Seeds of destruction

It’s a battlefield out there in the garden. You think you’re growing food or flowers for yourself, but other lifeforms have the impression that you’re serving up juicy fresh greens for them to dine on. Alan Titchmarsh, a television gardener credited with having introduced a certain American style of hard landscaping to the English scene, may have an answer. . .

All those seeds I bought last springtime, in their multicoloured packs,
Looked so utterly enticing as they hung there on the racks:
Pretty pictures on their fronts, and full instructions on their backs.
So I sowed them in the greenhouse with the heat turned up to ‘max’.

I’d read a lot of gardening books in search of expertise,
And used some sterile compost so they didn’t get disease.
They germinated quickly, making little plants with ease
Which looked healthy when I pricked them out in ones and twos and threes.

Eventually, I planted them according to my plan:
I lined them up in nice straight rows, all looking spick and span,
Then firmed them in and drenched them with my bright green watering can.
But then the trouble started, as the air assault began.

Whole squadrons of fat pigeons in formation filled the sky,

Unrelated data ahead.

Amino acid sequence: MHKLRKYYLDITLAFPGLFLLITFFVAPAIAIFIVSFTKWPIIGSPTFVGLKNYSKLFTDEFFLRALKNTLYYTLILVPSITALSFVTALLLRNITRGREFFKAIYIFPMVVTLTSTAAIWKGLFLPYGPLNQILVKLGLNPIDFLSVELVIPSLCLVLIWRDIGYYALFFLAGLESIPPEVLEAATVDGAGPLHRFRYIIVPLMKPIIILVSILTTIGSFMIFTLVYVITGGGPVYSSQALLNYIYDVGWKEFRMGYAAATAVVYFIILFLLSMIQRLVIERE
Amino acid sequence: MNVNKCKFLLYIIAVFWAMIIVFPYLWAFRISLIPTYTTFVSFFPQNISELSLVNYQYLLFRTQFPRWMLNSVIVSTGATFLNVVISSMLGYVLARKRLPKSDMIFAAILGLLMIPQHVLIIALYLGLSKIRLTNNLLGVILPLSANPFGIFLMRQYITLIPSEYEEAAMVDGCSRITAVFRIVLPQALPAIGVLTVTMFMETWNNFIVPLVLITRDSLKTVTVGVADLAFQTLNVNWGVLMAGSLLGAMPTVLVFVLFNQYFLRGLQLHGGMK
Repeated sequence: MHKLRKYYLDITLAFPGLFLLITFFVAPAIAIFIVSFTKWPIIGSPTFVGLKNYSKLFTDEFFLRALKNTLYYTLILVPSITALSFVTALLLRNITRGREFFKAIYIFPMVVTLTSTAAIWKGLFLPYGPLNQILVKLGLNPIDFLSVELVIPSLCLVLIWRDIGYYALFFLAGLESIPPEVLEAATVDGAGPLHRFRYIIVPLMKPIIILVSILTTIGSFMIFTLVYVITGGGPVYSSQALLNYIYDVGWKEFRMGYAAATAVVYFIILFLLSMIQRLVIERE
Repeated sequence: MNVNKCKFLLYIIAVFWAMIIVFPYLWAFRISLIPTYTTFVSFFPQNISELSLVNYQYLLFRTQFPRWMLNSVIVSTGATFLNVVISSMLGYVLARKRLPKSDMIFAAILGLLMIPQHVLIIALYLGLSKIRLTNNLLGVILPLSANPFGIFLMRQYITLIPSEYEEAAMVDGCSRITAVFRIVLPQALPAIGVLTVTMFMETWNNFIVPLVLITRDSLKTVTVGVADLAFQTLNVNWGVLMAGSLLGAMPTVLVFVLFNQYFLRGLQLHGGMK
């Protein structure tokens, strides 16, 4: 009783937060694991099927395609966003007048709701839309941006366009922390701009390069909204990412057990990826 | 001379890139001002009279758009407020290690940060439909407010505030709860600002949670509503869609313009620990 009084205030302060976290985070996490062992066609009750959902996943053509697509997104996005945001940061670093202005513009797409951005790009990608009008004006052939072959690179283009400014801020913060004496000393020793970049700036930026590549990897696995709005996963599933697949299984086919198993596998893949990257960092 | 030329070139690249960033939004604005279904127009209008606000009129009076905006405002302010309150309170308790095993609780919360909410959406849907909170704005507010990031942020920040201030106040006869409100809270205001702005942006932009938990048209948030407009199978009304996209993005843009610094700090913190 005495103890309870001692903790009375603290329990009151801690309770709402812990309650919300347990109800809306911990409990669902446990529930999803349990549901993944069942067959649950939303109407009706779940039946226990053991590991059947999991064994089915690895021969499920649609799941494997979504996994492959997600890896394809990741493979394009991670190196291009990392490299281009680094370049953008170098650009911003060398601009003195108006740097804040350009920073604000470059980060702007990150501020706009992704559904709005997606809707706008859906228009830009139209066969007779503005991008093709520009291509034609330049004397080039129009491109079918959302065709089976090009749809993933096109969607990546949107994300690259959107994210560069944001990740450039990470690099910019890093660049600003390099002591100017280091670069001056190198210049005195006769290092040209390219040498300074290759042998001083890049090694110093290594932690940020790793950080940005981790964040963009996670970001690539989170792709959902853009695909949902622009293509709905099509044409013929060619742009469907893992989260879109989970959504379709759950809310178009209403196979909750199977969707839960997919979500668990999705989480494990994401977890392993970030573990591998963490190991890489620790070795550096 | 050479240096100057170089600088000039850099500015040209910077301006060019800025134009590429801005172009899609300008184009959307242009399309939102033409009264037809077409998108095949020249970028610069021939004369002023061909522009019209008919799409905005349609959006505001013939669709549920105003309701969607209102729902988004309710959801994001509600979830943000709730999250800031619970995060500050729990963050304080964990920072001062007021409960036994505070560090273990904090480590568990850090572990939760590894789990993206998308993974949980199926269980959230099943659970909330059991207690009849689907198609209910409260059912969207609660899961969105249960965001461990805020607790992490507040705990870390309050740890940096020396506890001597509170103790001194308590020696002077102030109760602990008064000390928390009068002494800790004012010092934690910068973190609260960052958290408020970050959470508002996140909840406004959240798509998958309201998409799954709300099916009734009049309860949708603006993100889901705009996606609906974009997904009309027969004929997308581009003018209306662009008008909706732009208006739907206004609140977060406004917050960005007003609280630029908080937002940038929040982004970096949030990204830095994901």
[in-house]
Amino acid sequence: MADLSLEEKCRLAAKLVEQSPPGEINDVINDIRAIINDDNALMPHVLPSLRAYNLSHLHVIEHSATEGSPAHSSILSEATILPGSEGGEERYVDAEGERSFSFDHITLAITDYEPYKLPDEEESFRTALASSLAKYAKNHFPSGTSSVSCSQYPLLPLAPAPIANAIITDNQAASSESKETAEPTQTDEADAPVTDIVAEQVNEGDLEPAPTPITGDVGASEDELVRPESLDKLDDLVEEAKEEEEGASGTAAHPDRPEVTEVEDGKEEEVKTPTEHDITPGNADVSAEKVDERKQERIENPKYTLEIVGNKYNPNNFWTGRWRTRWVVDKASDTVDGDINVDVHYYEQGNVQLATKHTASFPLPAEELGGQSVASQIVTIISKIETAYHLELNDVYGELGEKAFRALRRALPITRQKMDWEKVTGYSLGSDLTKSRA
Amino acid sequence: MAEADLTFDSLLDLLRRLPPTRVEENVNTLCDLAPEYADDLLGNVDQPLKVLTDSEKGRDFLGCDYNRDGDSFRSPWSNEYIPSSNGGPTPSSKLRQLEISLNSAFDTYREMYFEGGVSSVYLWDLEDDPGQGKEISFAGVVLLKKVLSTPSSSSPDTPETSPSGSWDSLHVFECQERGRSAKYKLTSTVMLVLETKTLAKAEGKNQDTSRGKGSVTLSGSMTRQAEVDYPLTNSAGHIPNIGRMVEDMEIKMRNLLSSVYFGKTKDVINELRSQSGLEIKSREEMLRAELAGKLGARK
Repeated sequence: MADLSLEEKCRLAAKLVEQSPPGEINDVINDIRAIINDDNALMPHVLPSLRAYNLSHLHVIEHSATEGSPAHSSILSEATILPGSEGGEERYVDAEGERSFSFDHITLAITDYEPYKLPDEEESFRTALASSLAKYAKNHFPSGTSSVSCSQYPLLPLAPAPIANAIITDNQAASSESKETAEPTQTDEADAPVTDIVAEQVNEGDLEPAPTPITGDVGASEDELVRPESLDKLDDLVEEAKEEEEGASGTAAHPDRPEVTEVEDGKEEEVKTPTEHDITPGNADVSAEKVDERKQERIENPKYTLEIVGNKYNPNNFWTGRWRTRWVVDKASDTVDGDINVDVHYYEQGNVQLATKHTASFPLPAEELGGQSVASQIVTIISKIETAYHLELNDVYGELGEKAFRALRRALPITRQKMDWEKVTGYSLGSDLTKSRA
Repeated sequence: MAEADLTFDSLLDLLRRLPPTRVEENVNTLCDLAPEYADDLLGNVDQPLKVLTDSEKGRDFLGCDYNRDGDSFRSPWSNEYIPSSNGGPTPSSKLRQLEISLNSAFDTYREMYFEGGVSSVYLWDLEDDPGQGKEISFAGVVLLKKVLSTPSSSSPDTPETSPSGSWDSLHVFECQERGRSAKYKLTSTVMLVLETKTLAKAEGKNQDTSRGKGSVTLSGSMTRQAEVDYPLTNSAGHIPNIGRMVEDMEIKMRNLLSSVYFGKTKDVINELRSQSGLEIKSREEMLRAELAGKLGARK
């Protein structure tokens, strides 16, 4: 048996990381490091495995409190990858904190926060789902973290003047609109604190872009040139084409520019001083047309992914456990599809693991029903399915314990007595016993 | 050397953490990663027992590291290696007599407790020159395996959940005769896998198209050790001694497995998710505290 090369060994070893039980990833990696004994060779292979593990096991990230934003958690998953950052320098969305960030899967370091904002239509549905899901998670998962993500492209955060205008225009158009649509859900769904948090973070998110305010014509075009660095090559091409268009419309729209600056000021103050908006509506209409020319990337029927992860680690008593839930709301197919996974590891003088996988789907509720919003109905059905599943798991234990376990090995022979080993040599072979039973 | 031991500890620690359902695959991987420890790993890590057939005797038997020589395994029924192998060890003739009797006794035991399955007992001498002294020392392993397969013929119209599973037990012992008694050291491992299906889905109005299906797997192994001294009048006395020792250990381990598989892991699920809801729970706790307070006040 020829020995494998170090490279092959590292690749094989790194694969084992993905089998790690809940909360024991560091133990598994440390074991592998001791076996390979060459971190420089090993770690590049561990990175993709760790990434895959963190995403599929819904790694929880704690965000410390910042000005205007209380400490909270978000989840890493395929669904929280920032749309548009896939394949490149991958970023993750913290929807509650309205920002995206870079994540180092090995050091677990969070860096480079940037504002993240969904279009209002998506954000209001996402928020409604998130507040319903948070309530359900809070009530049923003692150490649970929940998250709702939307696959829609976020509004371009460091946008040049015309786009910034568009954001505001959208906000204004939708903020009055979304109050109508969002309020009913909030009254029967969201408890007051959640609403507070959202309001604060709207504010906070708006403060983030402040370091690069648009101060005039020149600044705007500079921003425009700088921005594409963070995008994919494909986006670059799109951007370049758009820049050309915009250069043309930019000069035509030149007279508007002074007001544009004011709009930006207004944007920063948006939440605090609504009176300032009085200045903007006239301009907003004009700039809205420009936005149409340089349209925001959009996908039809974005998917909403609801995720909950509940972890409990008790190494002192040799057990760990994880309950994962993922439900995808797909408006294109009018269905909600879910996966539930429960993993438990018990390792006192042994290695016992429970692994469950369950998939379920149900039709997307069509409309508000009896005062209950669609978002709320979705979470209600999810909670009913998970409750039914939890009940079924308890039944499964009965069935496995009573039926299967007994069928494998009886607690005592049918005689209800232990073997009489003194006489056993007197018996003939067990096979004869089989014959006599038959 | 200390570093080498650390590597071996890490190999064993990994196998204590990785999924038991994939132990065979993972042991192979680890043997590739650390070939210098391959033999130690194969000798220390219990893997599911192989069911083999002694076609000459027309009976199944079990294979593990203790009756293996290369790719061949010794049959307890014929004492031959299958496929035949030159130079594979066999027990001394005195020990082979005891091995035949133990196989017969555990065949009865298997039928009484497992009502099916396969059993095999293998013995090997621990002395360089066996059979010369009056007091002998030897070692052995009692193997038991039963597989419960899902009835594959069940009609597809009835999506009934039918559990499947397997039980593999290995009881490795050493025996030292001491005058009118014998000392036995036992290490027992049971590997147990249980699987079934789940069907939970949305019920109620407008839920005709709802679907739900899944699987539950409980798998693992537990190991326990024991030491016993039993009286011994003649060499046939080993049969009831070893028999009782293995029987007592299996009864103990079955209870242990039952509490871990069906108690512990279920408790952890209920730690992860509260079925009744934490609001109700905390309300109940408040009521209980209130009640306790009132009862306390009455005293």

All targeting my seedlings. Well, I couldn’t just stand by
And watch them all get pecked to bits, I’m not that sort of guy;
So something drastic was required, or else their end was nigh.

Wire netting, folded lengthways, seemed to do the job okay:
It kept the pigeons off my plants. But, as they flew away,
I saw the ground troops moving in – no blitzkrieg army, they,
But slow and slimy slugs and snails who’d come to join the fray.

With time to think, I contemplated what should be their fate:
Geneva’s War Conventions all prohibit poisoned bait,
So beer traps it would have to be – p’raps six, or seven, or eight?
It took some time to buy the beer. . . and then it was too late:

They’d marched straight past the beer traps, where I’d planned they should have drowned,
And razed the soft green shoots I’d planted, right down to the ground.
It’s time for counter-measures; can a remedy be found
Before it’s all repeated when next springtime comes around?

I’ll ring up Alan Titchmarsh: “How d’you stop these pigeons pecking,
And all these slugs and snails and things from absolutely wrecking
My handiwork?” “Ah, yes,” he’ll say, “hang on, I’m just re-checking. . .
Thought so – it’s really simple: cover all your soil with decking.”

[Images:; Richard Saker/Rex Features (]
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